For new entrepreneurs, the desire to save money by eschewing a paid-marketing plan can be very tempting. The digital age has enabled a new era of owned and earned marketing opportunities with an almost limitless number of outlets, and companies can reach huge audiences through social media. Promoting content through owned and earned channels certainly is an important part of any marketing strategy. It offers the possibility to engage with consumers creatively as well as the chance to build brand loyalty. But leaving paid marketing techniques on the table does a disservice to your small business.
You can accomplish paid marketing inexpensively and measure results precisely. Even better, correctly employing these tactics translates to tangible revenue gains. Successfully implementing a paid-marketing plan isn’t voodoo. You can drive real marketing ROI by following simple guidelines to create a foundational strategy and building it up over time.
1. Establish achievable goals and consistently raise the bar.
Before you start the engine, you need to know where you’re going. The first step in any paid-marketing strategy should be defining what you expect to gain. Many people uninitiated to digital marketing think this means website traffic or “likes” on your Facebook page, but these goals ideally should be tied to your business’ core functions. Relate these goals to revenue or subscriptions gained if your business model incorporates them. Paid marketing obviously carries a cost commitment, so it’s crucial to demonstrate how you anticipate these costs to pay off in the future.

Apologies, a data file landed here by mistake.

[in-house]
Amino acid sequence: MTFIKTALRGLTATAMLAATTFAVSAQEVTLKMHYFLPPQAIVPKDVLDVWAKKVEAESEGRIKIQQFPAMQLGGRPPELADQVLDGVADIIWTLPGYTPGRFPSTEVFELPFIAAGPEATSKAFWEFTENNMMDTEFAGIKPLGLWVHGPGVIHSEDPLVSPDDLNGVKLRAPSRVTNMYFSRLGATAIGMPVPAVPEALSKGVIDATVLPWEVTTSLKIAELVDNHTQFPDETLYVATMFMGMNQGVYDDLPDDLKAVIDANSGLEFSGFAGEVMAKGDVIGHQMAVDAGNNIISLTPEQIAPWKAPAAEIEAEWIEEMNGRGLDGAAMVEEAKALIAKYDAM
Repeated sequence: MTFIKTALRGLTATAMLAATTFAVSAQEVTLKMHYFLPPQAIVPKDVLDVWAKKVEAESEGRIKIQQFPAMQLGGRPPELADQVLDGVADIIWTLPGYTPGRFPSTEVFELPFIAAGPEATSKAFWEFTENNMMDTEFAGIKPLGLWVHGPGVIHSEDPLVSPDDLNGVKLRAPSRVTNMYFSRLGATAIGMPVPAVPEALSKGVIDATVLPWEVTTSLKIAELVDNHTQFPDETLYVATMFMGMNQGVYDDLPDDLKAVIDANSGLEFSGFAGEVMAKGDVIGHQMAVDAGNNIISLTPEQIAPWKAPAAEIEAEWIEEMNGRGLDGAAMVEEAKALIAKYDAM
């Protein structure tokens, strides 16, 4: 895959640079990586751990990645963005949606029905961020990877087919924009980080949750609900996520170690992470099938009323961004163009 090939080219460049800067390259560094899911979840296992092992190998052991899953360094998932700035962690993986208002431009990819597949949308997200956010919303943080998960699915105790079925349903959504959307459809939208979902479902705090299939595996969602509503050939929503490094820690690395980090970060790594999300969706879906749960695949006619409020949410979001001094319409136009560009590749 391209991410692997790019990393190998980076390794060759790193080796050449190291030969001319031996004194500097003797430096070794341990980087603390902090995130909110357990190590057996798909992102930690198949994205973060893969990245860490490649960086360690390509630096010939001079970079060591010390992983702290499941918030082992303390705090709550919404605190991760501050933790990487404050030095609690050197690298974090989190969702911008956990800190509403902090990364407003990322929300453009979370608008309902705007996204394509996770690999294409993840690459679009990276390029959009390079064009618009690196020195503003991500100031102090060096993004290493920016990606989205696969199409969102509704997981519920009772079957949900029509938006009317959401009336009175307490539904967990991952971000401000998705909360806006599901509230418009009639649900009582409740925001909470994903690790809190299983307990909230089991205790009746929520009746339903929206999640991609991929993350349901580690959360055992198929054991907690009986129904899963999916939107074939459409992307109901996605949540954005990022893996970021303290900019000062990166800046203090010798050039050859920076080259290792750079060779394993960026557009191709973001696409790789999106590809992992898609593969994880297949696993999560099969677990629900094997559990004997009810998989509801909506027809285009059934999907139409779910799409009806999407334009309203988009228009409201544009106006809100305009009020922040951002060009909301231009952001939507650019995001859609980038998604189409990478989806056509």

Your goals should be ambitious, yet achievable. Don’t be afraid to re-evaluate them if you find you’re significantly over- or under-shooting your targets. You already should be meeting with your sales and finance teams on at least a quarterly basis. Use this existing check-in to discuss any possible changes to marketing-strategy goals. They needn’t be written in stone, but you can’t survive without them.
2. Bake paid media into your overall marketing strategy.
Your paid, owned and earned marketing strategies should work symbiotically, and they all should represent your brand identity. Paid and owned media should feed and inform each other. If they then organically lead to earned media, even better for you. Have you created a particularly engaging piece of content for your company’s blog? Then use it in a promoted tweet to try to get as many eyeballs on the piece as possible.
3. Quantify your results and meticulously track your progress.
Every successful paid-marketing campaign has metrics at its core. If you don’t keep track of exactly how much you’re spending on this project, there’s no point in putting in the work. You need to track how much revenue it’s generating, how many website hits you’re getting and how many of those hits are converted into sales.